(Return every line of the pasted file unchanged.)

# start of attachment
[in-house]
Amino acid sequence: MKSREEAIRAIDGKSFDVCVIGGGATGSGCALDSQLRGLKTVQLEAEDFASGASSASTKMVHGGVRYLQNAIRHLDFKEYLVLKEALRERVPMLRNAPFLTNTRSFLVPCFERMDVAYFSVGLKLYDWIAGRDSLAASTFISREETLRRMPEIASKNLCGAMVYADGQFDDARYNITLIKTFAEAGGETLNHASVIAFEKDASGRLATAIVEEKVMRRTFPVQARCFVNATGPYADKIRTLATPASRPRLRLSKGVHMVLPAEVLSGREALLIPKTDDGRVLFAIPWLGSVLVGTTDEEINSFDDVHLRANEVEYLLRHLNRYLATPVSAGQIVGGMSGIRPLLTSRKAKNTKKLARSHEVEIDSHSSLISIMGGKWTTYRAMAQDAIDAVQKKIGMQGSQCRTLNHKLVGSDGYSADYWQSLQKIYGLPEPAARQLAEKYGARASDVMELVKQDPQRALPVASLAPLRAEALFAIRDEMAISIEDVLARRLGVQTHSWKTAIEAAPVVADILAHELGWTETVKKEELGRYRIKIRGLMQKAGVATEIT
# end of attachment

[in-house]
Amino acid sequence: MKSREEAIRAIDGKSFDVCVIGGGATGSGCALDSQLRGLKTVQLEAEDFASGASSASTKMVHGGVRYLQNAIRHLDFKEYLVLKEALRERVPMLRNAPFLTNTRSFLVPCFERMDVAYFSVGLKLYDWIAGRDSLAASTFISREETLRRMPEIASKNLCGAMVYADGQFDDARYNITLIKTFAEAGGETLNHASVIAFEKDASGRLATAIVEEKVMRRTFPVQARCFVNATGPYADKIRTLATPASRPRLRLSKGVHMVLPAEVLSGREALLIPKTDDGRVLFAIPWLGSVLVGTTDEEINSFDDVHLRANEVEYLLRHLNRYLATPVSAGQIVGGMSGIRPLLTSRKAKNTKKLARSHEVEIDSHSSLISIMGGKWTTYRAMAQDAIDAVQKKIGMQGSQCRTLNHKLVGSDGYSADYWQSLQKIYGLPEPAARQLAEKYGARASDVMELVKQDPQRALPVASLAPLRAEALFAIRDEMAISIEDVLARRLGVQTHSWKTAIEAAPVVADILAHELGWTETVKKEELGRYRIKIRGLMQKAGVATEIT